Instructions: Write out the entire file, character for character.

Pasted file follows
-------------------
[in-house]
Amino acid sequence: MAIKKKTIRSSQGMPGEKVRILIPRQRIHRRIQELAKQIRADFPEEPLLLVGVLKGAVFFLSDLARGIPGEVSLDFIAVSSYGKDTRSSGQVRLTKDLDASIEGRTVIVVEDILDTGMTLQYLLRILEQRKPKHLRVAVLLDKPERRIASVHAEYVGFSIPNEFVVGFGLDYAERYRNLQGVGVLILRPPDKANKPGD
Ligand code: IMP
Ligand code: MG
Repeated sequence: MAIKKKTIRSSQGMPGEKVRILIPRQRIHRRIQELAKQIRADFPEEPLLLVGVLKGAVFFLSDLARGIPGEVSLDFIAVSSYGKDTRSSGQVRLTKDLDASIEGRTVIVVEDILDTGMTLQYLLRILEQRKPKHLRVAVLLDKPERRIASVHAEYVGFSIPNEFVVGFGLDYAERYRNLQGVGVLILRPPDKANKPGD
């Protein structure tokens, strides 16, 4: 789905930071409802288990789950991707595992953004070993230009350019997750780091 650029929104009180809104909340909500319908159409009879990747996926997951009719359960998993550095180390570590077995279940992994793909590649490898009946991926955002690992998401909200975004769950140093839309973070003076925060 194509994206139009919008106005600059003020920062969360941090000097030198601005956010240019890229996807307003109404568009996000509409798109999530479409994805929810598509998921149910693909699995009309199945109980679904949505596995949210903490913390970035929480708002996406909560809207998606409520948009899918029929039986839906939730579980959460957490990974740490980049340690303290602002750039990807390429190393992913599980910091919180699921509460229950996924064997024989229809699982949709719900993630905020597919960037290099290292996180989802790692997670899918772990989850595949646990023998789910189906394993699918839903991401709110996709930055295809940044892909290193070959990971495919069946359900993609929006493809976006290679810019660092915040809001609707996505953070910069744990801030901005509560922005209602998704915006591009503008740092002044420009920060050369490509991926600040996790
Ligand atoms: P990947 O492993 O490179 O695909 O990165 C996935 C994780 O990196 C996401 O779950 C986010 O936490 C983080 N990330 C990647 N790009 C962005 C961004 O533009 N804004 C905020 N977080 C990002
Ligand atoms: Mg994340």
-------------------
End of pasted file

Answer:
[in-house]
Amino acid sequence: MAIKKKTIRSSQGMPGEKVRILIPRQRIHRRIQELAKQIRADFPEEPLLLVGVLKGAVFFLSDLARGIPGEVSLDFIAVSSYGKDTRSSGQVRLTKDLDASIEGRTVIVVEDILDTGMTLQYLLRILEQRKPKHLRVAVLLDKPERRIASVHAEYVGFSIPNEFVVGFGLDYAERYRNLQGVGVLILRPPDKANKPGD
Ligand code: IMP
Ligand code: MG
Repeated sequence: MAIKKKTIRSSQGMPGEKVRILIPRQRIHRRIQELAKQIRADFPEEPLLLVGVLKGAVFFLSDLARGIPGEVSLDFIAVSSYGKDTRSSGQVRLTKDLDASIEGRTVIVVEDILDTGMTLQYLLRILEQRKPKHLRVAVLLDKPERRIASVHAEYVGFSIPNEFVVGFGLDYAERYRNLQGVGVLILRPPDKANKPGD
């Protein structure tokens, strides 16, 4: 789905930071409802288990789950991707595992953004070993230009350019997750780091 650029929104009180809104909340909500319908159409009879990747996926997951009719359960998993550095180390570590077995279940992994793909590649490898009946991926955002690992998401909200975004769950140093839309973070003076925060 194509994206139009919008106005600059003020920062969360941090000097030198601005956010240019890229996807307003109404568009996000509409798109999530479409994805929810598509998921149910693909699995009309199945109980679904949505596995949210903490913390970035929480708002996406909560809207998606409520948009899918029929039986839906939730579980959460957490990974740490980049340690303290602002750039990807390429190393992913599980910091919180699921509460229950996924064997024989229809699982949709719900993630905020597919960037290099290292996180989802790692997670899918772990989850595949646990023998789910189906394993699918839903991401709110996709930055295809940044892909290193070959990971495919069946359900993609929006493809976006290679810019660092915040809001609707996505953070910069744990801030901005509560922005209602998704915006591009503008740092002044420009920060050369490509991926600040996790
Ligand atoms: P990947 O492993 O490179 O695909 O990165 C996935 C994780 O990196 C996401 O779950 C986010 O936490 C983080 N990330 C990647 N790009 C962005 C961004 O533009 N804004 C905020 N977080 C990002
Ligand atoms: Mg994340």